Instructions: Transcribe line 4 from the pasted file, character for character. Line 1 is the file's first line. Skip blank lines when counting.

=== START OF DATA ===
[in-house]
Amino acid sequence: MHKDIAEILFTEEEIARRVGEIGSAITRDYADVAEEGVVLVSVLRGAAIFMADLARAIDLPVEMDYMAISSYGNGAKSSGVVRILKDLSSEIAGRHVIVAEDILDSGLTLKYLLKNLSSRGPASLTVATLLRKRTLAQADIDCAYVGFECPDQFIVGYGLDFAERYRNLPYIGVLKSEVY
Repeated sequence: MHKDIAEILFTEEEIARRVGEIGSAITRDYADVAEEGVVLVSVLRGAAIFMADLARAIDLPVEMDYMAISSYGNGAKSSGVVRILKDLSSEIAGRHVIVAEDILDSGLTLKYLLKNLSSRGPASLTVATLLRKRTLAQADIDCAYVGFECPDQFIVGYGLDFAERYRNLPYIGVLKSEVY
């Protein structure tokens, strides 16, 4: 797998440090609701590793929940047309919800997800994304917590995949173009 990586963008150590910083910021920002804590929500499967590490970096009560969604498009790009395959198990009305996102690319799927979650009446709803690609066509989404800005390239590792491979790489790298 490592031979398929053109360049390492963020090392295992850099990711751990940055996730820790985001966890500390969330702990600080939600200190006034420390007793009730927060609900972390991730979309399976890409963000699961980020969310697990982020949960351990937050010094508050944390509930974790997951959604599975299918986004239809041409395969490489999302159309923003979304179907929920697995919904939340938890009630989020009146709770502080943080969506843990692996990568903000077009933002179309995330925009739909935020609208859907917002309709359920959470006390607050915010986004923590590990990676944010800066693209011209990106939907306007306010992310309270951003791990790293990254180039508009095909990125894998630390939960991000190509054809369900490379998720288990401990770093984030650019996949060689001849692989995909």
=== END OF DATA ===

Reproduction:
């Protein structure tokens, strides 16, 4: 797998440090609701590793929940047309919800997800994304917590995949173009 990586963008150590910083910021920002804590929500499967590490970096009560969604498009790009395959198990009305996102690319799927979650009446709803690609066509989404800005390239590792491979790489790298 490592031979398929053109360049390492963020090392295992850099990711751990940055996730820790985001966890500390969330702990600080939600200190006034420390007793009730927060609900972390991730979309399976890409963000699961980020969310697990982020949960351990937050010094508050944390509930974790997951959604599975299918986004239809041409395969490489999302159309923003979304179907929920697995919904939340938890009630989020009146709770502080943080969506843990692996990568903000077009933002179309995330925009739909935020609208859907917002309709359920959470006390607050915010986004923590590990990676944010800066693209011209990106939907306007306010992310309270951003791990790293990254180039508009095909990125894998630390939960991000190509054809369900490379998720288990401990770093984030650019996949060689001849692989995909």